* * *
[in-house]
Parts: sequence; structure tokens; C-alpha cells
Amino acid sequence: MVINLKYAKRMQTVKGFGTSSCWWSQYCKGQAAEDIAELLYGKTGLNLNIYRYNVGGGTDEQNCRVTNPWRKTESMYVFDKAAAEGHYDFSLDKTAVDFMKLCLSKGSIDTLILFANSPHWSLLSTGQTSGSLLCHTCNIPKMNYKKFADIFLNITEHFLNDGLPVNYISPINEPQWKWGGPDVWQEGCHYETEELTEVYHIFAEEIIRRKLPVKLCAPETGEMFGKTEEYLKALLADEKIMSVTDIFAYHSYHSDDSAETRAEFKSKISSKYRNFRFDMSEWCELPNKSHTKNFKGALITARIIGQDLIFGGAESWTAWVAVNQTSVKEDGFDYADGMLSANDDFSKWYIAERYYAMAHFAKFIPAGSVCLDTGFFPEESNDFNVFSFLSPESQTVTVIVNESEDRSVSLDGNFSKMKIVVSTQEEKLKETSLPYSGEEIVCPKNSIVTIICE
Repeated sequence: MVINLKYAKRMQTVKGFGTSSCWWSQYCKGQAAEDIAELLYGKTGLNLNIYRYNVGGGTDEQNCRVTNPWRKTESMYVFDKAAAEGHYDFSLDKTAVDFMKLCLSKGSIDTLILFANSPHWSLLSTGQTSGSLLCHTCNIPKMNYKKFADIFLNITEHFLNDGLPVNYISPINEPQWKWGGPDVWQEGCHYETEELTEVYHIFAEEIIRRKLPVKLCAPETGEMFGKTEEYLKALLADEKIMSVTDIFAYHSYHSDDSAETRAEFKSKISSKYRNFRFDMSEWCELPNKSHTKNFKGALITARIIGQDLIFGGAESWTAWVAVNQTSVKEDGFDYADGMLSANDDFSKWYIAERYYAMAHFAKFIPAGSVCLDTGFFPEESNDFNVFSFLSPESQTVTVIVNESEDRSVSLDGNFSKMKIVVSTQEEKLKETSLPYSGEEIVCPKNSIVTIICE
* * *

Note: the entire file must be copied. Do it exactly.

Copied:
[in-house]
Parts: sequence; structure tokens; C-alpha cells
Amino acid sequence: MVINLKYAKRMQTVKGFGTSSCWWSQYCKGQAAEDIAELLYGKTGLNLNIYRYNVGGGTDEQNCRVTNPWRKTESMYVFDKAAAEGHYDFSLDKTAVDFMKLCLSKGSIDTLILFANSPHWSLLSTGQTSGSLLCHTCNIPKMNYKKFADIFLNITEHFLNDGLPVNYISPINEPQWKWGGPDVWQEGCHYETEELTEVYHIFAEEIIRRKLPVKLCAPETGEMFGKTEEYLKALLADEKIMSVTDIFAYHSYHSDDSAETRAEFKSKISSKYRNFRFDMSEWCELPNKSHTKNFKGALITARIIGQDLIFGGAESWTAWVAVNQTSVKEDGFDYADGMLSANDDFSKWYIAERYYAMAHFAKFIPAGSVCLDTGFFPEESNDFNVFSFLSPESQTVTVIVNESEDRSVSLDGNFSKMKIVVSTQEEKLKETSLPYSGEEIVCPKNSIVTIICE
Repeated sequence: MVINLKYAKRMQTVKGFGTSSCWWSQYCKGQAAEDIAELLYGKTGLNLNIYRYNVGGGTDEQNCRVTNPWRKTESMYVFDKAAAEGHYDFSLDKTAVDFMKLCLSKGSIDTLILFANSPHWSLLSTGQTSGSLLCHTCNIPKMNYKKFADIFLNITEHFLNDGLPVNYISPINEPQWKWGGPDVWQEGCHYETEELTEVYHIFAEEIIRRKLPVKLCAPETGEMFGKTEEYLKALLADEKIMSVTDIFAYHSYHSDDSAETRAEFKSKISSKYRNFRFDMSEWCELPNKSHTKNFKGALITARIIGQDLIFGGAESWTAWVAVNQTSVKEDGFDYADGMLSANDDFSKWYIAERYYAMAHFAKFIPAGSVCLDTGFFPEESNDFNVFSFLSPESQTVTVIVNESEDRSVSLDGNFSKMKIVVSTQEEKLKETSLPYSGEEIVCPKNSIVTIICE